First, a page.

Cash-strapped commuters face ANOTHER fare increase: Ticket prices to rise by inflation-busting 6% in New Year
New figures from train watchdogs revealed today
Regulated fares will rise by an average of 4.2 per centThe rise could have been more if not for government intervention to limit regulated fare risesDetails of all fare rises expected in coming days
02:04 GMT, 28 November 2012
Cash-strapped season ticket rail commuters face ‘painful’ inflation-busting fare rises of nearly 6 per cent in January, new figures from train watchdogs revealed today.
An annual ticket from Canterbury in Kent to London will be going up from 4,588 to 4,860 – a 5.9 per cent rise, according to figures from rail customer watchdog Passenger Focus.
That is more than twice the rate of inflation currently at 2.7 per cent.
Inflation-buster: Cash-strapped season tickets rail commuters face 'painful' fare rises of nearly 6 per cent in January
Some other Kent travellers – those buying season tickets from Tonbridge to London – will face a 5.2 per cent rise from January 2, with their fare going up to 3,796.
Regulated fares, which include season tickets, will rise by an average of 4.2 per cent from January.
Other fares picked out by Passenger Focus today that will rise above this 4.2 per cent average include Northampton to London (up 4.7 per cent to 4,980); Morpeth to Newcastle-upon-Tyne (up 5.0 per cent to 1,008) and Llanelli to Swansea (up 5.4 per cent to 624).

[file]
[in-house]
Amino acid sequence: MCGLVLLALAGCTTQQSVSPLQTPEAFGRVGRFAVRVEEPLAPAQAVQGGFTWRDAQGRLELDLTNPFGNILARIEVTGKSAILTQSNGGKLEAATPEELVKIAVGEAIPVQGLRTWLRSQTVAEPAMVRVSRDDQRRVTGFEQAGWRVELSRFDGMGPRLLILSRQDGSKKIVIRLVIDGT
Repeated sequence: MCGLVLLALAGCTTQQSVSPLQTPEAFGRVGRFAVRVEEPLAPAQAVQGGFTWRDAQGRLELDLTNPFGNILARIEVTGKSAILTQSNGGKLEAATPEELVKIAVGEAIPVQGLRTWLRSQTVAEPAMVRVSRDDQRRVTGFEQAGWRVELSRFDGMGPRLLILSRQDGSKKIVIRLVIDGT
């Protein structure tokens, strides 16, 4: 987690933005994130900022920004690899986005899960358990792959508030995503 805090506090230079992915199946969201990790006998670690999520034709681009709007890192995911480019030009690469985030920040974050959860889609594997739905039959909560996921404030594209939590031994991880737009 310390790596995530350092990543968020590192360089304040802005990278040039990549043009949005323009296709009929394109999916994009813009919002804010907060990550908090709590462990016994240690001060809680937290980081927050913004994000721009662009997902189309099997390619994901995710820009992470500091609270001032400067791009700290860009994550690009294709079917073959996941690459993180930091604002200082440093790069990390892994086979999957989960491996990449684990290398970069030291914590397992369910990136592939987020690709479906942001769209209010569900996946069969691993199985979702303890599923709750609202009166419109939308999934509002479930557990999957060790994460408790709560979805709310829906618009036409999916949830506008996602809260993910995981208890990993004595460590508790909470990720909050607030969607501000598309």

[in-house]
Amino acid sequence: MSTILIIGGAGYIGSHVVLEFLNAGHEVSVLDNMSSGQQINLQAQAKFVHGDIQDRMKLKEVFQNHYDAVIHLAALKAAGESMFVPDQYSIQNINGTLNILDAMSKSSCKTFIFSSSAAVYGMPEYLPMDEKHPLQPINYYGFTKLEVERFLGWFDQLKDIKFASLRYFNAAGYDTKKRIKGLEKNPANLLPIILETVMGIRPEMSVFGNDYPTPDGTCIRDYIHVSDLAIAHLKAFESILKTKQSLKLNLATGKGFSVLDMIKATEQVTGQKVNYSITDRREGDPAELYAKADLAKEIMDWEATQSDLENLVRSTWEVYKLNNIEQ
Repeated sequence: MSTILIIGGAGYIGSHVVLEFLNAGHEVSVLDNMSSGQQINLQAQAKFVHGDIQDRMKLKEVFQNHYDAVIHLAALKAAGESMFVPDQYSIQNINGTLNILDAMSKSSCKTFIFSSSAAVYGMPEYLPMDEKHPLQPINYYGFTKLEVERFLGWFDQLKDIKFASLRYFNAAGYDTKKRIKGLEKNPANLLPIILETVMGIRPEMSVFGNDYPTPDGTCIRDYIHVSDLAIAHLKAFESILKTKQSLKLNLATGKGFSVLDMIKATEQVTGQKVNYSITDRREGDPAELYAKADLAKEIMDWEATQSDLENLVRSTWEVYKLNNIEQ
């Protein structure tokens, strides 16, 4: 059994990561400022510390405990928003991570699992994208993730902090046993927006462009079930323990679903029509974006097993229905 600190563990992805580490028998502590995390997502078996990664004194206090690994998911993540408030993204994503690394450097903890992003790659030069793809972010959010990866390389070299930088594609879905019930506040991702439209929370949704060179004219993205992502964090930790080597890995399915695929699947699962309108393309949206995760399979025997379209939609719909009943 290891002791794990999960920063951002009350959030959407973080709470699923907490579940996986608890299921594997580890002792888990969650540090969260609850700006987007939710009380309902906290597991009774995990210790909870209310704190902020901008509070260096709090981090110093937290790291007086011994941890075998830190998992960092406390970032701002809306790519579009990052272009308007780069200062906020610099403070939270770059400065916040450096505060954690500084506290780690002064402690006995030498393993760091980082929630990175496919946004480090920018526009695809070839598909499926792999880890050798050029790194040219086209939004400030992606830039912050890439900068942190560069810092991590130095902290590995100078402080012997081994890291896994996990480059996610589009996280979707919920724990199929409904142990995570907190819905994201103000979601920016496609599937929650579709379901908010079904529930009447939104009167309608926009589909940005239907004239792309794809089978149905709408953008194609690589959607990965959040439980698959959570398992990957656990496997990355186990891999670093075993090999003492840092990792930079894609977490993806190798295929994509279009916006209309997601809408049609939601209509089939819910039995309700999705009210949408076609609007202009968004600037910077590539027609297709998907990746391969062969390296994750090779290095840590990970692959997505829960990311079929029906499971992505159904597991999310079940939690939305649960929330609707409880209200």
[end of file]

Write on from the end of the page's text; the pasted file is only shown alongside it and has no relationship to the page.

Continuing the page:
Other above-average rises highlighted by Passenger Focus are Bangor-Llandudno (up 5.2 per cent to 1,140) and Ludlow to Hereford (up 5.3 per cent to 1,192).
Some season tickets are not rising as much as 4.2 per cent, while others are on, or very close, to the average.
The cost of a season from Shenfield in Essex to London, for example, actually dips in price, from 2,720 to 2,704, while an Ellesmere Port to Chester annual ticket is rising only 2.3 per cent to 720.
Passenger pain: Passenger Focus said it appeared that train companies were exercising restraint but added that the price rises will still feel steep in some places
Among season ticket fares that are rising by less than 4 per cent are Aylesbury-London (up 3.2 per cent), Cambridge-London (up 3.8 per cent), Tain-Inverness (up 3.8 per cent) and Stirling-Glasgow (up 3.9 per cent).
The rises could have been steeper but for an intervention by the Government to limit the regulated fare rise to RPI inflation (as of July 2012) plus 1 per cent, rather than the planned RPI plus 3 per cent increase.
Train companies have the flexibility to raise some season tickets above the 4.2 per cent ceiling as long as the average increase on their trains is no more than 4.2 per cent.
Passenger Focus said that it appeared
that train companies were exercising restraint but added that the price
rises will still feel steep in some places.
Rising fares: Regulated fares, which include season tickets, will rise by an average of 4.2 per cent from January
Passenger Focus chief executive Anthony Smith said: ‘Passengers will feel this pain. After years of above-inflation fare rises, fresh increases are piling pressure on already high fares.
'The Government and the rail industry must now work together to deliver on the welcome promise to get fare rises in line with inflation.'
Regulated fares account for around 4 0per cent of total fares. Train companies can raise non-regulated fares by as much as they like.
Details of all fare rises are expected in the next few days.